By Mike Bouwer, BosNewsLife Special Correspondent

A Malaysian court has condemned the torching of a church.

KUALA LUMPUR, MALAYSIA (BosNewsLife)– A Malaysian court sentenced two Muslims Friday, August 13, to five years imprisonment for torching a Protestant church, the first of several attacks on places of worship that shocked the nation this year.

The January 7 attack in suburban Kuala Lumpur, which sent tensions soaring in the multi-ethnic country, was “appalling and despicable”, said Sessions Court judge S. M. Komathy Suppiah.

“You both by your shameful and dastardly acts, you have shamed the country,” she told Raja Mohamad Faizal Raja Ibrahim, 24, and Raja Mohamad Idzham Raja Ibrahim, 22. “The message from this court must be loud and clear: Don’t play with fire,” she told the two brothers, who appeared visibly upset.

Religious tension increased after a December 2009 court ruling in Malaysia, which said a Roman Catholic newspaper could use the word “Allah” in its publications to describe the Christian God was upheld.

The attack on the Metro Tabernacle Church in Kuala Lumpur was the first in a series of attacks in which eleven churches, three mosques, Muslim prayer rooms and a Sikh temple were attacked since the court ruling was handed down.


The arson attack took place after the ruling, as Muslims rejected the court’s decision that non Muslims may use the word Allah in Malay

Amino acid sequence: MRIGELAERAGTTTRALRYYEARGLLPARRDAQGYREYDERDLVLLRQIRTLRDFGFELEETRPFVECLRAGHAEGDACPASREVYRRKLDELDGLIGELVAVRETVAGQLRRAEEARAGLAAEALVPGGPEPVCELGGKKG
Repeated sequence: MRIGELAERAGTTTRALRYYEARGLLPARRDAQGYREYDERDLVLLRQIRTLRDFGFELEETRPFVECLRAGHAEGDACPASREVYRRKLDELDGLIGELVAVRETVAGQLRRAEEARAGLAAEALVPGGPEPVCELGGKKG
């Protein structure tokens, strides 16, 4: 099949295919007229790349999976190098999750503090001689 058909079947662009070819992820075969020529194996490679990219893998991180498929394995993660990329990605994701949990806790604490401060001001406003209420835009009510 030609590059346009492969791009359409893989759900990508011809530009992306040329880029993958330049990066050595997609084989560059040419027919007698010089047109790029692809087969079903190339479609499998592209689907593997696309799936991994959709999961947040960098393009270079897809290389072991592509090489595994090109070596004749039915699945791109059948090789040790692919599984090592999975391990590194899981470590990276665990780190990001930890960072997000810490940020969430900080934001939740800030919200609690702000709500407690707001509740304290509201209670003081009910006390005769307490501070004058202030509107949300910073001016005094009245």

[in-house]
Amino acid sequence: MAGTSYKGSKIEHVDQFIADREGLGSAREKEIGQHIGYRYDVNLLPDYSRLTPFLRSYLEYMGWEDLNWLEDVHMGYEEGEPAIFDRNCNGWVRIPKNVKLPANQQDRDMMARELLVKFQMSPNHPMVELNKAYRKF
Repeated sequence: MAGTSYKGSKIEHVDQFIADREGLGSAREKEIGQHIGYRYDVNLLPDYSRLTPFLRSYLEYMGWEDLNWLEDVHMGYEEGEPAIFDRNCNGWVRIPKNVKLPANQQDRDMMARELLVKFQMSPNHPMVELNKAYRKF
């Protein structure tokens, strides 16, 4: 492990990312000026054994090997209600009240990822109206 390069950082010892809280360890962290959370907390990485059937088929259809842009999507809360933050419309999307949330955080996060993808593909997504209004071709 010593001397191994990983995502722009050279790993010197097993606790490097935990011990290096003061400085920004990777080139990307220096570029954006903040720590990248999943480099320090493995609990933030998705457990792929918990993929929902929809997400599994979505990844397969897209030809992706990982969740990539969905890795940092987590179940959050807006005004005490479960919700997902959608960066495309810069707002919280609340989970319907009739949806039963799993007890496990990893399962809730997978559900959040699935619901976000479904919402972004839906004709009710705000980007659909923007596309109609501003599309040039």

language publications. Opponents said using the word Allah in Malay language publications may “confuse” Muslims into converting to

The attacks threatened the religious harmony in a country of 28 million, two thirds of which are Muslim. The two brothers’ defense was described by the court as deceitful. The men, who were apprehended after one of them required help for burn injuries, have denied wrong doingm saying the noticed burns had been suffered at a barbecue later in the evening.

In delivering the five-year sentence the judge allowed the men to go free on bail until their appeal is heard.

A spokesman with the Council of Churches of Malaysia praised the court’s decision as a reminder that violence against religious places,
no matter what the religion, would not be accepted, and that the sentence was an indication that the majority of Malaysians are “peace loving”.

Ethnic Chinese and Indians in Malaysia practice Buddhism, Christianity or Hinduism, and have complained about discrimination in the past, which the Malaysian government has denied.


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